Tenacity is a must if you want to catch fish in windy conditions

June 23, 2014 at 1:23 a.m.

Redfish have saved many days lately along protected shorelines and marshes.

Redfish have saved many days lately along protected shorelines and marshes.

When ardent winds blow persistently like they have all of 2014, you must have a plan to consistently catch fish. However, some of the best plans don't pan out some days.

You can gripe, cuss, moan and stomp your feet about salty blusters, or you can tighten your cap and fish.

If you choose the later, you might surprise yourself; the former almost always sends you home empty-handed.

"The middle of the bay has been tough to fish," said guide Charlie Paradoski. "But the shorelines are clean and holding some good trout around sand and grass."

Paradoski said the morning bite has been tough, but wait until the tide begins to fall in the afternoon and the fish have fed well.

"We didn't have many fish in the morning, but just after lunch when the tide started out, those fish began to feed in the heat of the day, and we caught lot of big redfish."

Offshore anglers have braved 5-foot seas during the ardent south winds, but the fish have not seemed to care. Limits of red snapper, kingfish and a few ling have been the norm on Spanish sardines and cut squid.

"Seas have been bumpy, but red snapper have cooperated," said Patrick Lemire aboard the Capt. John party boat in Galveston. "Atlantic sharpnose sharks, ling and kingfish have also been caught."

Though the recreational red snapper season has been closed for almost two weeks now, the Capt. John is part of a pilot program that allows the boat to continue to take the two-fish limit until quotas have been met.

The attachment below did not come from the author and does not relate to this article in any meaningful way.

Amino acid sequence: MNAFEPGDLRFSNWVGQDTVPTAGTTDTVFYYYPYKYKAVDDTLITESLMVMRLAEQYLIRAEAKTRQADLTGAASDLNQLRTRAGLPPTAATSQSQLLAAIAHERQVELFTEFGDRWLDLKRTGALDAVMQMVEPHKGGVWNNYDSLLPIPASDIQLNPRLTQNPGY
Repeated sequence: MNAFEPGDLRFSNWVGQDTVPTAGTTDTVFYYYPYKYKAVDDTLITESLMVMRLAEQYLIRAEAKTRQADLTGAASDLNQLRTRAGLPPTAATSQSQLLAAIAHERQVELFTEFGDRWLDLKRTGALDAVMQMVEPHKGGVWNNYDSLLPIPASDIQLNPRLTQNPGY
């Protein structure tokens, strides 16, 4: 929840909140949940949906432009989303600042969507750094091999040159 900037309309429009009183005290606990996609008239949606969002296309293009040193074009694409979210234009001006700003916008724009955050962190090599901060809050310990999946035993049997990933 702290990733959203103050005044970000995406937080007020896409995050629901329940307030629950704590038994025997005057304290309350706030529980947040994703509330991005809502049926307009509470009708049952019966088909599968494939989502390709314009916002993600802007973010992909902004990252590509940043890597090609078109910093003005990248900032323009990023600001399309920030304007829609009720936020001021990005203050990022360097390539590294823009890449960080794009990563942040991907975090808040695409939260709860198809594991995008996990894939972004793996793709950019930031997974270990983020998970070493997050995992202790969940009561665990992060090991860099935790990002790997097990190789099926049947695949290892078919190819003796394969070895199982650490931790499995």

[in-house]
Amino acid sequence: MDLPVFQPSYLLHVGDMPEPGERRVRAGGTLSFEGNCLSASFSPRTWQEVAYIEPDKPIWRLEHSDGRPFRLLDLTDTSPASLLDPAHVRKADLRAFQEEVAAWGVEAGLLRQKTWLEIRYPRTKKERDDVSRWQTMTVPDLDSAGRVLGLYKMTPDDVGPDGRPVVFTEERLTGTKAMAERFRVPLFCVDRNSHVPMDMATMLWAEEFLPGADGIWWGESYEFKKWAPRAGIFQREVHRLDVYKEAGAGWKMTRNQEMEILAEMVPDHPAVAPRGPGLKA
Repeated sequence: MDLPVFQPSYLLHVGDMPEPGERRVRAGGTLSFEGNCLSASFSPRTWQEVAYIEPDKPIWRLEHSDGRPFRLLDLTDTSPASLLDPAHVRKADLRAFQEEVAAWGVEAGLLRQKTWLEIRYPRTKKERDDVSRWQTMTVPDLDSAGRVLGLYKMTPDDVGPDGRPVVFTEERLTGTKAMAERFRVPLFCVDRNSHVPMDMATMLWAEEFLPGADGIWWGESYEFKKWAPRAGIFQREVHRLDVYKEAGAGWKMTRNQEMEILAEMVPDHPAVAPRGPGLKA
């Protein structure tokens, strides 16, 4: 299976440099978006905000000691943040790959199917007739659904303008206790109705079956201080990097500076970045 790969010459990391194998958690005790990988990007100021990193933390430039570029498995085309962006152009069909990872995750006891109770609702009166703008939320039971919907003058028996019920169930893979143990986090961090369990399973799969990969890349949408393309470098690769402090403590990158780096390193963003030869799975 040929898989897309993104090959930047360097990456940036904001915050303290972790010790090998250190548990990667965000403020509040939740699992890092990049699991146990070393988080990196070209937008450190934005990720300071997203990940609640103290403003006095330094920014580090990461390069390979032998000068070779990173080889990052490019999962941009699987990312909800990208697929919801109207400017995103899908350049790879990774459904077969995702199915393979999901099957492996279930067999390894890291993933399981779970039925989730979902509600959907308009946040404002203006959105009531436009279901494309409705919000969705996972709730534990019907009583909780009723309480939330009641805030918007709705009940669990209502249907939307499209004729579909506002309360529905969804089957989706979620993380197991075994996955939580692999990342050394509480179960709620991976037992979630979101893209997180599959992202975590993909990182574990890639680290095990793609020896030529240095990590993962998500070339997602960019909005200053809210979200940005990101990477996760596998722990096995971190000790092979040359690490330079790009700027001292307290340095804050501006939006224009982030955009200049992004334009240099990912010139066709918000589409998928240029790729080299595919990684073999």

The first signs of summer tarpon are beginning to show on the beachfront, according to guide Mike Williams, of Galveston.

"Water conditions along Tarpon Alley about 4 feet off the beach have been outstanding despite the winds," said Williams. "There are kings, blacktips and more jacks than I have seen in a long time."

Williams said he has caught and released tarpon to 120 pounds already, but the brunt of silver kings will not show for another month.

Better water has been found on the grass beds in West Matagorda Bay, Espiritu Santo Bay and San Antonio Bay. Incoming morning tides have afforded the best bite.

"We have been working on redfish in the back lakes with the strong winds," said guide Lynn Smith. "Speckled trout are good on the flats around the jetty, but the sharks continue to be thick around there."

Croakers fished over grass and on protected shell have garnered the best bite around Port O'Connor. Back lakes have been good for redfish while drifting with live shrimp under a popping cork and Gulps.

"We have had some good days this past week wading with croakers," said guide Nick Stillwell of Run-N-Gun Adventures. "If the wind ever lets up, we will have more water to fish and should do even better."

Bink Grimes is a freelance writer, photographer, author and licensed captain (binkgrimes@sbcglobal.net).



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